A number of our South American colleagues, who initially trained in a Kleinian perspective, have been able to testify to the novelty that this notion of this phase has been for them — and its necessity. The fact of the displacement of the symptom in the course of analysis appeared to justify the disinterest of Melanie Klein for taking its precise history into account. If we refer ourselves to the case of Richard, The Narrative of a Child Analysis, published posthumously in 1960/1, we can note how little we know of the symptoms of the child, defined as a vague social phobia and so-called paranoid anxiety. One can notice above all the disinterest of Melanie Klein for this aspect of phenomena and her wish to enter upon fantasy as quickly as possible. For her, the beginning and end of analysis depends on this register. One could say that Freud made the beginning of analysis depend on the examination of the symptom, for which we have the most precise traits in the five case studies. By contrast, we know that for him the issue of the experience is determined by the impasse of the castration complex. This is what constitutes the historical importance of the Kleinian movement for inventing a way out through the fantasy and the object.
Lacan demonstrates that the accent placed by Freud on the impasse of the castration complex derives from his taking the place of the father in the transference. The inventor of psychoanalysis could identify the 'I want' of the psychoanalyst with an 'I want to be the father' [je veux être le père]. Hence the great facility with which Freud could decide the good of his analysands, marry them, separate them, marry them again, as one can see for Ernest Jones or Ruth Mac Brunswick. From his position, he authorised himself to decide which object suited the desire of each. But the secret lost itself with Freud. One no longer knows what a father is in the transference, nor if one must marry, nor if one must not do so. It has become quite simply impossible to occupy this place. It is very good that it is so and it is this that Lacan brought to light. In the place of the father, what each subject finds in the course of their analysis, is the repetition of the bad encounter with a jouissance which has a dimension beyond the pleasure principle. It is this which makes for the logical impossibility of treating the always bad encounter with the Ideal, whatever the ideal or the identification might be.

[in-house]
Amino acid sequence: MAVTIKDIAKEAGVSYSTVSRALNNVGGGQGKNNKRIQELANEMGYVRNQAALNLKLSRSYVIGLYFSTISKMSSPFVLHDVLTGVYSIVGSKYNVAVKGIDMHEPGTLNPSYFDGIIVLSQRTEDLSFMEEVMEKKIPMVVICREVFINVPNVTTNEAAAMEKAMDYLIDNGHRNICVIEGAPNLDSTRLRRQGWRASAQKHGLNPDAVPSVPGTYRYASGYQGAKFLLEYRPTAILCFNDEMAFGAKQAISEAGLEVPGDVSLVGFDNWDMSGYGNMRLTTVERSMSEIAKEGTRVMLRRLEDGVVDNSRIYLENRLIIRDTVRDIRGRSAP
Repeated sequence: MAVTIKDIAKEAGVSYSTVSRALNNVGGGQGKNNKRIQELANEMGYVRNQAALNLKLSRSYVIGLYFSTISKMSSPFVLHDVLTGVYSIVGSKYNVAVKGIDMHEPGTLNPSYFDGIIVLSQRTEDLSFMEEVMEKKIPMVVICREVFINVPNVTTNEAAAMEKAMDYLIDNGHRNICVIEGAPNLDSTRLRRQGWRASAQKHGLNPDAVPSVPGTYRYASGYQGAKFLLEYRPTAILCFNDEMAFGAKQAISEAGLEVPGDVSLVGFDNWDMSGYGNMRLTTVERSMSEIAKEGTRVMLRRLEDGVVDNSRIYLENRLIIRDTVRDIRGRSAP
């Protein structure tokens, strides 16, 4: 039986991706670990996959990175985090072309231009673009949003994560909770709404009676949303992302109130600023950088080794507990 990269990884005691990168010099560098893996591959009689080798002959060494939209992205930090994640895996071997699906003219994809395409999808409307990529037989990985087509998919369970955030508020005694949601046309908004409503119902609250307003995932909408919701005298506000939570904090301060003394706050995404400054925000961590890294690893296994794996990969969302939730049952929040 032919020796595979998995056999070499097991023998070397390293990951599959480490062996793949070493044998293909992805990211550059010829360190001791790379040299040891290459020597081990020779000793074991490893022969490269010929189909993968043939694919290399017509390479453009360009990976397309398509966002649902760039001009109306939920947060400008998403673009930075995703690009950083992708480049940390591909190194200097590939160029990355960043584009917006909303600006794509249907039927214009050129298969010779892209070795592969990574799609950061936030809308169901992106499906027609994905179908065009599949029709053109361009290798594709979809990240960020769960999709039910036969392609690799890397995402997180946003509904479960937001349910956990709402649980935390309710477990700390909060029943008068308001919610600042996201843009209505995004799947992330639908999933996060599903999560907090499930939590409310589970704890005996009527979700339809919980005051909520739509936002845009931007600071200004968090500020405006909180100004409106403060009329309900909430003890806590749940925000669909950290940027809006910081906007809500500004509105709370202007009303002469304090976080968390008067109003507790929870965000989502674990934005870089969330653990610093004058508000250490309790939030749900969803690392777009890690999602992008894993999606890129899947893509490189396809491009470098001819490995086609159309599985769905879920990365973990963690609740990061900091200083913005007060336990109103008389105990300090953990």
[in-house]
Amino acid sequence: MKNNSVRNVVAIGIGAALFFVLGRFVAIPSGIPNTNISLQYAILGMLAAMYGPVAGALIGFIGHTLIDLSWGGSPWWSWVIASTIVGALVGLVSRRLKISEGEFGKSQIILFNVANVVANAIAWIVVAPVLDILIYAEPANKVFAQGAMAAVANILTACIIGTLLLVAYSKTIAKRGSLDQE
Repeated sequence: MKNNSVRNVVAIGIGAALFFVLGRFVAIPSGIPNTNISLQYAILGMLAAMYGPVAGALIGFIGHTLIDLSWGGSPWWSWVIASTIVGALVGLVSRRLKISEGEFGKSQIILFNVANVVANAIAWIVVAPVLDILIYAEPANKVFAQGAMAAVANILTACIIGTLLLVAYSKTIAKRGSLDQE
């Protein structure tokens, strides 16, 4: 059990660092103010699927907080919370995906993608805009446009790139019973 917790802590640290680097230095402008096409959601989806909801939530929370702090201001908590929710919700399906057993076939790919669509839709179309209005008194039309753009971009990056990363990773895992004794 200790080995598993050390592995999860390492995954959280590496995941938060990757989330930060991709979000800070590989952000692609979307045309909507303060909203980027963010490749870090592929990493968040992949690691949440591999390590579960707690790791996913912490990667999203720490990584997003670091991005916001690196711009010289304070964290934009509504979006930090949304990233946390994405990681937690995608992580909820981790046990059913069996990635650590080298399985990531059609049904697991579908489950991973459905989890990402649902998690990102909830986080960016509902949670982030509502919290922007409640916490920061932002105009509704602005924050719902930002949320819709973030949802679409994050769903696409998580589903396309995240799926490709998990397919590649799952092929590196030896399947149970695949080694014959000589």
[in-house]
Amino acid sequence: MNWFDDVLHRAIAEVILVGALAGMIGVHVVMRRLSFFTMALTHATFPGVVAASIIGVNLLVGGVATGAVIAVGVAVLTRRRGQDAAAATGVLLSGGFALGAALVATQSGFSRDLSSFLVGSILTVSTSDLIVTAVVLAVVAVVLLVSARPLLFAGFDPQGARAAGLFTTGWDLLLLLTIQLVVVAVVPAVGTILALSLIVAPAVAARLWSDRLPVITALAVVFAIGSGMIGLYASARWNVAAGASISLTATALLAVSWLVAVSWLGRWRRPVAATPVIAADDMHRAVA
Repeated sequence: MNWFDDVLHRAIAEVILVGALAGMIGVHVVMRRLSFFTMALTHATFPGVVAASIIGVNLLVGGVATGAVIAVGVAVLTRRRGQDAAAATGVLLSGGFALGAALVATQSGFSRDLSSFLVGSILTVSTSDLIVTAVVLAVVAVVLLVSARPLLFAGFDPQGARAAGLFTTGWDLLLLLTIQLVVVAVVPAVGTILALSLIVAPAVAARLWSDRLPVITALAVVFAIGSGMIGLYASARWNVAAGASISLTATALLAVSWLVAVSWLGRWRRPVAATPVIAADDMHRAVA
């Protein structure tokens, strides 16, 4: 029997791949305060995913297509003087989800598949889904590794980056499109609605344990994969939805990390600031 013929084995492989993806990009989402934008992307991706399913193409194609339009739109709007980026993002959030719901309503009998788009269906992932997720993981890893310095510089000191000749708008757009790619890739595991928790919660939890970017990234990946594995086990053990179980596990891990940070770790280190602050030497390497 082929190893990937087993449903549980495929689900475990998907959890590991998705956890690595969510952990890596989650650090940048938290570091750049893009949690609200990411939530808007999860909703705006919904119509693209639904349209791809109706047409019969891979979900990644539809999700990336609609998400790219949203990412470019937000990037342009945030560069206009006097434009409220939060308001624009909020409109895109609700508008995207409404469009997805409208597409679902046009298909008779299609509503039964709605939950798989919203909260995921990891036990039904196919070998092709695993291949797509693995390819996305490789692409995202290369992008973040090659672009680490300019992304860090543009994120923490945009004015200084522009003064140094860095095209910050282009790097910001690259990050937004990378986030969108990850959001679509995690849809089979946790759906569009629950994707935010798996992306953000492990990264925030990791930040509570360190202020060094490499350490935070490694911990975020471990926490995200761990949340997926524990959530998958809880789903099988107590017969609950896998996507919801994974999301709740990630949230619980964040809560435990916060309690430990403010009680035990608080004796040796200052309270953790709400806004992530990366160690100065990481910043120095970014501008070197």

The logic of the analytic journey according to Lacan seems to take the paths of exploring the trajectories of this impossible reconciliation. But this does not make them an impasse. The topology of the surface allows us to represent the enumeration of the possible paths of a surface organised by a hole. It is the impossibility which organises these paths. One can thus understand this just as well with a logic of knowledge as with a logic of paths. The advantage of the fantasy in relation to the symptom, in this perspective, is that it does not displace itself. Its own inertia permits the enumeration of a certain number of logical permutations. Freud was thus able to demonstrate the existence in paranoid delusion of variations on the group Ich liebe Ihm. Or, in neurosis with the formula 'a child is being beaten'. Thus, in the course of the treatment a way out is constructed based on the fantasy. It is this which, inert, transindividual, perhaps even transnosographical, reveals itself as the key to the most singular of journeys.
Thus, the program of work which Lacan has proposed to us is to construct a psychoanalytic institution which takes into account a horizon of destitution of identification obtained through the process itself, without, for all that, accepting the cynical perspective of a subject who is master of his jouissance thanks to a transference forever returned to zero. Lacan's ambition was to demonstrate to the analytic community, not only to that of his students, that the truth of psychoanalysis allows singularities to hold together, linked not through an ideal, but through a transference to psychoanalysis, a transference to the analytic discourse. This transference is another name for the desire of the analyst.
Translated by Philip Dravers and Vincent Dachy
This text was originally published in La Cause freudienne No 20, 1992.